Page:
Google Shopping’s shift to paid cost per click (CPC) listings shook the ecommerce world this year, and similarly affected its performance metrics compared to the other comparison shopping engines (CSEs), most notably Amazon Product Ads.
In CPC Strategy’s 2012 Ecommerce Industry Report, which analyzed more than 6 million clicks and data from more than 200 advertisers, the two rival engines are broken down based on key metrics such as CPC, traffic, conversion rate, revenue, and cost of sale.
Amazon Product Ads vs. Google Shopping: CPC Rates
Q3 2012 marked Google Shopping first recorded cost per click in the program’s 10+ year history, with a $0.30 average CPC. Although Google Shopping is now paid, it’s still notably cheaper than Amazon Product Ads.
During Q4, Amazon Product Ads had an average CPC of $0.41 vs. Google Shopping which had an average CPC of $0.31. Google Shopping was 32.5 percent cheaper per click than Amazon Product Ads during this period.
All of the other CSEs excluding Pricegrabber and Become also saw an increase in CPC rates. CPC rates saw a general increase cross the board during the last quarter. Just like merchants, CSEs are now paying for traffic on Google which used to be free.
Amazon Product Ads vs. Google Shopping: Traffic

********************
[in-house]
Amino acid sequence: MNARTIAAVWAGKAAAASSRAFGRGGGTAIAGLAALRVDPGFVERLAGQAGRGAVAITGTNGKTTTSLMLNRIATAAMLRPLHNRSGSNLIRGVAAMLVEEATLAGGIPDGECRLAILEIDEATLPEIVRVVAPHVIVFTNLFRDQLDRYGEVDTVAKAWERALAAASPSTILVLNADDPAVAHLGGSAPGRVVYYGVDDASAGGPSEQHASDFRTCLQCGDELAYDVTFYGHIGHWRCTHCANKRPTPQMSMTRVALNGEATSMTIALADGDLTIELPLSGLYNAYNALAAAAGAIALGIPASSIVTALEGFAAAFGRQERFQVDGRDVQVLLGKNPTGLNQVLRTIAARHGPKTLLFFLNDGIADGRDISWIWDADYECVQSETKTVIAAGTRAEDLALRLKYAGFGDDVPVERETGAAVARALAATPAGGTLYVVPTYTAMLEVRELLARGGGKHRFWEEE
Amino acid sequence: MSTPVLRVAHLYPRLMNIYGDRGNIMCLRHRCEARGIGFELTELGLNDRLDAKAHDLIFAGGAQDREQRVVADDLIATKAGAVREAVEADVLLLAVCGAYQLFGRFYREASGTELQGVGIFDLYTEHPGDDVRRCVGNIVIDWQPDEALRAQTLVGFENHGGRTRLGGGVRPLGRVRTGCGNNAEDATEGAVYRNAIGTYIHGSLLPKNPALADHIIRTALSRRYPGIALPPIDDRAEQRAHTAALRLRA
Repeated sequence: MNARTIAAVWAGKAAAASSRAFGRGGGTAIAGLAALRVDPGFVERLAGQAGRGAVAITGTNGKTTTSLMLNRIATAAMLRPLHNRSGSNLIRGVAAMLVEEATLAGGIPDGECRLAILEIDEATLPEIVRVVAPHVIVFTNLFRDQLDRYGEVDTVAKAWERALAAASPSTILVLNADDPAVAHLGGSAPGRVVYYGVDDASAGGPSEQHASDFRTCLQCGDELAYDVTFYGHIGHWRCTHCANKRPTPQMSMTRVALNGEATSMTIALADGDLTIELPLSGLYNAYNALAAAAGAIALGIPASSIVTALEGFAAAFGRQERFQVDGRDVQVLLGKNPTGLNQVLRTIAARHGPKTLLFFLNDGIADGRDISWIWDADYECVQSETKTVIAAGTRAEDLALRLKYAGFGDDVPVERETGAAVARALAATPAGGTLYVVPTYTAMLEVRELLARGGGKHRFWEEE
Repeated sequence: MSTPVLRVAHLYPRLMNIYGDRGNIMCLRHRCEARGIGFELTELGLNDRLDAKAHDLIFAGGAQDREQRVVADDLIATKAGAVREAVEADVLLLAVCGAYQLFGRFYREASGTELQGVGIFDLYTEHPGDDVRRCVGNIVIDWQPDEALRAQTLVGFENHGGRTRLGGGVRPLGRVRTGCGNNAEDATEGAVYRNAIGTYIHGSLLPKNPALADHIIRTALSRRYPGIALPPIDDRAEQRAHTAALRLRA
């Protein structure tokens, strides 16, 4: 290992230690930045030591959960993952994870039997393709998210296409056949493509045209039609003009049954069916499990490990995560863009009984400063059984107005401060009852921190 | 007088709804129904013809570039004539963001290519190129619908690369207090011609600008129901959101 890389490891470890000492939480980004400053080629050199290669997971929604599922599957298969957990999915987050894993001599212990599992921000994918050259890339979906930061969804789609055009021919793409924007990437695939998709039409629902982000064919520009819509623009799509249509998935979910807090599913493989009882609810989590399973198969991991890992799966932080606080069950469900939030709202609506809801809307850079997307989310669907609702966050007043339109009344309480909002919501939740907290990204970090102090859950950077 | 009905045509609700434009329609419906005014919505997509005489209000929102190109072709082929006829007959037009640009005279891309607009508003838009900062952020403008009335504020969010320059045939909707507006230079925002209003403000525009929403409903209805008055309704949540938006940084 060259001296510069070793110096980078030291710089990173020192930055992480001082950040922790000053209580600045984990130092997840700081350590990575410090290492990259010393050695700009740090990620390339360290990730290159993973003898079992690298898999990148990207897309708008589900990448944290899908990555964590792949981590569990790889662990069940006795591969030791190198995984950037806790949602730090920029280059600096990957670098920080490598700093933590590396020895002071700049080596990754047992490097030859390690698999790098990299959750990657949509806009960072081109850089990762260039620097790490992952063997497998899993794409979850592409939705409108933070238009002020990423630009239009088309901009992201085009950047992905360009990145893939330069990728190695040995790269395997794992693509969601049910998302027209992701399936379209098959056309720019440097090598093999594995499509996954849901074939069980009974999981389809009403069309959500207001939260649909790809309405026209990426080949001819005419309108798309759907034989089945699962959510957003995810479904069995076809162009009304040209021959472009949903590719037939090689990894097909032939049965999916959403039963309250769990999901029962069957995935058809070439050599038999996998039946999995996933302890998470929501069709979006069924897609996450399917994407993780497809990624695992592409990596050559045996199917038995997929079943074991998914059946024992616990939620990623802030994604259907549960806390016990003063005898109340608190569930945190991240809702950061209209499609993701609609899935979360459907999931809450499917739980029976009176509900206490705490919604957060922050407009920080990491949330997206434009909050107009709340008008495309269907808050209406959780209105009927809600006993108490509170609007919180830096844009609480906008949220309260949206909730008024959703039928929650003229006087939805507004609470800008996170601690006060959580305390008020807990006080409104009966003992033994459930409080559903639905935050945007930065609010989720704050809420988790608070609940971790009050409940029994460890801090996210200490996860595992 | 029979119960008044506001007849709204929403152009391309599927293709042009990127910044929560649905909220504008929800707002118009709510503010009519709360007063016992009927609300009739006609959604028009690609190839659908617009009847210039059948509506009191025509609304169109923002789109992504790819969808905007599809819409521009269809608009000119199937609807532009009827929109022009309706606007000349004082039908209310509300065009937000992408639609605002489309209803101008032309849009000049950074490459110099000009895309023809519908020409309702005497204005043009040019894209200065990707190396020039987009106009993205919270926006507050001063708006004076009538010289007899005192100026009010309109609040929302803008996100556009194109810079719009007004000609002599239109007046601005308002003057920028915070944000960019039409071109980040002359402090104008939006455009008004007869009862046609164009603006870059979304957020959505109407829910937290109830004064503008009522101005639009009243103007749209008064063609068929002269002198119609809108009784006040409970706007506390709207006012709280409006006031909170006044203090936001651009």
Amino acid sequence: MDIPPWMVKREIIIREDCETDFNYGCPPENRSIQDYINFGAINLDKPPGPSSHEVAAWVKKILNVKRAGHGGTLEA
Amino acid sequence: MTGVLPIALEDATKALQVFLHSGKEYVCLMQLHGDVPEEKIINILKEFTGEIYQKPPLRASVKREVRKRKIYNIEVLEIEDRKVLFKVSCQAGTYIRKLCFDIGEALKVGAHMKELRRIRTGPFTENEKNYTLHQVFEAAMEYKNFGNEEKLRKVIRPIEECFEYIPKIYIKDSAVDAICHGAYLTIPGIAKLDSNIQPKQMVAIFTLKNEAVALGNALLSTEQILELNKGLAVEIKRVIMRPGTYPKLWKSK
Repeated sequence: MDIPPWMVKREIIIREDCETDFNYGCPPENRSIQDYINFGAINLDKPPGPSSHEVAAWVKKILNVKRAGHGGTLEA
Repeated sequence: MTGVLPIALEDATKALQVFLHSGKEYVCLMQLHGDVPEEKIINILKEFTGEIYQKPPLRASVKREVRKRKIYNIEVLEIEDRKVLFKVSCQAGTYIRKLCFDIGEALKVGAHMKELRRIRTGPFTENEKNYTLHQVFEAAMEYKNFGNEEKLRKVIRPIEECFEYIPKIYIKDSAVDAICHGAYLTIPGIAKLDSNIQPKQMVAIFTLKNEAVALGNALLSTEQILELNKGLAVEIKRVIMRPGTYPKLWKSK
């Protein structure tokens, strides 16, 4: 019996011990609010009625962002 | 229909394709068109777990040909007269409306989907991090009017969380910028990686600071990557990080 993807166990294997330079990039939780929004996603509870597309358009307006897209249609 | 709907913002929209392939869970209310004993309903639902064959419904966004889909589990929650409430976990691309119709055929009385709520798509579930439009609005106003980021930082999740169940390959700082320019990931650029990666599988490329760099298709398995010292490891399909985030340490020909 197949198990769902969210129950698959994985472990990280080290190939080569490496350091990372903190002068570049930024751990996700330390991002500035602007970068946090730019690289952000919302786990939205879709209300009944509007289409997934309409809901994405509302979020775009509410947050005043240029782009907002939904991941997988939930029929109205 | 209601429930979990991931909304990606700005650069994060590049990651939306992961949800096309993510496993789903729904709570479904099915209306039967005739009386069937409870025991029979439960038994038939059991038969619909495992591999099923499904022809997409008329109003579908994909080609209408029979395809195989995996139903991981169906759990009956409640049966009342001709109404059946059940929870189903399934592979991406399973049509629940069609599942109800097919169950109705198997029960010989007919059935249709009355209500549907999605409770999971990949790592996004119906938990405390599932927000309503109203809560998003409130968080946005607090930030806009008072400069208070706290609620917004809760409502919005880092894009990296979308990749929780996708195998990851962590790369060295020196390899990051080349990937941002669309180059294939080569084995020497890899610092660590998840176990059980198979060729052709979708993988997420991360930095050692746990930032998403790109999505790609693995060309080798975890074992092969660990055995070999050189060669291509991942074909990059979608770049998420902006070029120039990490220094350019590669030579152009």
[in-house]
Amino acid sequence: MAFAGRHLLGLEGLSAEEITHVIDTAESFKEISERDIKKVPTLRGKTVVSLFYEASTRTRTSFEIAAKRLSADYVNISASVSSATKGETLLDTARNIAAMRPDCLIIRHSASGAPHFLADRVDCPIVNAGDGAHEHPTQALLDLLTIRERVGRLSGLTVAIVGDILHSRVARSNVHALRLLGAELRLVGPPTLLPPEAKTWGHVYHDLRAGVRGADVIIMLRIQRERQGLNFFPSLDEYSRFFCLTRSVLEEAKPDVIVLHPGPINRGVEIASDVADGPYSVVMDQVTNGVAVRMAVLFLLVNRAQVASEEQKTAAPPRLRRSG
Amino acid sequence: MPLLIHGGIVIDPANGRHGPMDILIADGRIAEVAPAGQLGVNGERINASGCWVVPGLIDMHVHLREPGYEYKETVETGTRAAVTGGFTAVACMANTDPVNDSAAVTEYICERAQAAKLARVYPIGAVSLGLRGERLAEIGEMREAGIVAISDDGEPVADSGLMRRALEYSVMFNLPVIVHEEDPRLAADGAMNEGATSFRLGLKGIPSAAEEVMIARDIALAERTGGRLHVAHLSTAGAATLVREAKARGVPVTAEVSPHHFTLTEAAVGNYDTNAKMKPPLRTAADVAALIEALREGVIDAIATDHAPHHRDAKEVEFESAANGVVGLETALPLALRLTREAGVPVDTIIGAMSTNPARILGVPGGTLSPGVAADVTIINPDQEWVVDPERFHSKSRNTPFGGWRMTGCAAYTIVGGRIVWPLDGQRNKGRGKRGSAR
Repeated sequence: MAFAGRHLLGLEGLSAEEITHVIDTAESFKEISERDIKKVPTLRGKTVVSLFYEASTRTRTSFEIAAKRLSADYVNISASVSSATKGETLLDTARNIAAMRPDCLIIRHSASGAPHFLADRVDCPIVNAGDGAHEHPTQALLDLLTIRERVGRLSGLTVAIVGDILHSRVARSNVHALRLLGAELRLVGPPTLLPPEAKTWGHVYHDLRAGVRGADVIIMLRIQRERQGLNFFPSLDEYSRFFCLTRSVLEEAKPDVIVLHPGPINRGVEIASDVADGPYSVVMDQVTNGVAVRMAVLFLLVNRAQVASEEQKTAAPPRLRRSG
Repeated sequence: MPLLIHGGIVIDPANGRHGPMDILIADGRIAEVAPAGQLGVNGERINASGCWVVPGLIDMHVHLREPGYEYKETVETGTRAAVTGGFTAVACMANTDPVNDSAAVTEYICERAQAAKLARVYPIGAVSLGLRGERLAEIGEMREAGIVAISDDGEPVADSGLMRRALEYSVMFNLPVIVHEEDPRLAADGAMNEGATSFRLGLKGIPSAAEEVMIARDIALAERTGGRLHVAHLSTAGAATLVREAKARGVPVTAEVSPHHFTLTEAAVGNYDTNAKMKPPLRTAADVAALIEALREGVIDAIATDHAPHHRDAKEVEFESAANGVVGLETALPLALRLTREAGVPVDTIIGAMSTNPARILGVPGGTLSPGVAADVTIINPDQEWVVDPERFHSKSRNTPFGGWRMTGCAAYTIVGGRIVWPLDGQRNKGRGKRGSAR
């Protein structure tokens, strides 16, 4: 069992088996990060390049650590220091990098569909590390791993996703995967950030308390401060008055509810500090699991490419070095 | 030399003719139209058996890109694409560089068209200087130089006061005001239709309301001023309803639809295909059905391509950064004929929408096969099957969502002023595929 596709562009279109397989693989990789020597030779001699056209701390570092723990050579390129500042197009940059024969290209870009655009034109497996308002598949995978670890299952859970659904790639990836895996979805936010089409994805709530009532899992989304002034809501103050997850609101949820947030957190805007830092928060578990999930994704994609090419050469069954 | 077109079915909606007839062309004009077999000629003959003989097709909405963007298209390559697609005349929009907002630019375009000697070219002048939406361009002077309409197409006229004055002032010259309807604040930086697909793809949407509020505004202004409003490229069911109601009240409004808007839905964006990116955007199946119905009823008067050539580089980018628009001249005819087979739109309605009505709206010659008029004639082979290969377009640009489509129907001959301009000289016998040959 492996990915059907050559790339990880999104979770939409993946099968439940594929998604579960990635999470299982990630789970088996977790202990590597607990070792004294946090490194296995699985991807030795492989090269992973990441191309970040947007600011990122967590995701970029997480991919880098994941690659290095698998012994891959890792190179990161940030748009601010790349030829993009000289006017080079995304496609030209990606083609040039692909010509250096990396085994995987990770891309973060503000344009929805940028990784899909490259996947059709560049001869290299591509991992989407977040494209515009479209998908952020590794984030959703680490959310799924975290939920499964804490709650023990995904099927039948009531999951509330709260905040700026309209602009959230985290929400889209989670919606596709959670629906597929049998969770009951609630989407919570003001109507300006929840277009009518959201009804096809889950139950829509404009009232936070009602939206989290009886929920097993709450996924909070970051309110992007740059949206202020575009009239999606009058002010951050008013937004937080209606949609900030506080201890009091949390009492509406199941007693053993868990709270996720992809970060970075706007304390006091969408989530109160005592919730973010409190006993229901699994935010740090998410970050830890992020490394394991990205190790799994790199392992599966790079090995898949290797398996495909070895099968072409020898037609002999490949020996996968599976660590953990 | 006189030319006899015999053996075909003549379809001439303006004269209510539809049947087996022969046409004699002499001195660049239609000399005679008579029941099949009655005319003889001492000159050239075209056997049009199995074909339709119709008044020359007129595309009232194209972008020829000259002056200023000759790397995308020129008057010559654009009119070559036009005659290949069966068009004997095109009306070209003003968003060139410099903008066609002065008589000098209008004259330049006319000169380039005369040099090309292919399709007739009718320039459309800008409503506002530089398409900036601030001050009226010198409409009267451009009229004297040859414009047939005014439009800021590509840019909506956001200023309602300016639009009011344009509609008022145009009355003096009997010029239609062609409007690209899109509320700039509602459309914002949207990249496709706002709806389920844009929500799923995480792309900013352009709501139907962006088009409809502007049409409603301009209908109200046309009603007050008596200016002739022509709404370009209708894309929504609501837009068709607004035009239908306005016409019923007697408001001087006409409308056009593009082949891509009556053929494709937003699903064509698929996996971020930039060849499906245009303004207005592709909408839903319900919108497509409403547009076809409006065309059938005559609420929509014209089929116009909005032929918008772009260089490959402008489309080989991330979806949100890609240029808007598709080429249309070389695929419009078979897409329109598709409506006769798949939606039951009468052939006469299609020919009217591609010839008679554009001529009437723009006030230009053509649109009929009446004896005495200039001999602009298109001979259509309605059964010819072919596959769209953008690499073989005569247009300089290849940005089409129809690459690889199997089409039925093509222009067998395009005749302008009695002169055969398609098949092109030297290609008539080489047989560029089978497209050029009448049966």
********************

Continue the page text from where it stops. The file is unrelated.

PLAs drove more traffic than Amazon Product Ads for Q4 2012.
PLA dominated traffic generation for Q4 2013, about 61 percent more traffic than the second highest traffic generating engine, Pricegrabber.
Amazon Product Ads came in fifth place for traffic generation, behind Nextag and Shopping.com.
In Q4 2011 Google Shopping was sending merchants 79 percent of the traffic Amazon Product Ads was sending. In Q4 2012, Google Shopping now sends merchants nearly double the traffic that Amazon Product Ads does, 96.08 percent more.
Amazon Product Ads vs. Google Shopping: Conversion Rates
Amazon Product Ads had the best conversion rates for Q4 2012, notably even beating its own numbers for the previous quarter. As Amazon trends upward, Google Shopping conversion rates are trending downward.
In Q4 2011, Google Shopping had a conversion rate of 3.1 percent. In Q4 2012 that dropped to 2.4 percent, a decrease of 22.35 percent in a year.
Amazon Product Ads, on the other hand, saw the opposite. In Q4 2011 Amazon Product Ads had a conversion rate of 1.8 percent. In Q4 2012 it increased to 2.8 percent, an increase of 57.5 percent in a year.
Amazon Product Ads vs. Google Shopping: Cost of Sale
Amazon Product Ads and Google Shopping are back to back in terms of cost of sale (cost divided by revenue) for Q4 2012, but Google Shopping beats out Amazon for this metric.
Google Shopping was, on average, 32.77 percent more cost-effective for merchants during Q3 and Q4 2012 than Amazon Product Ads.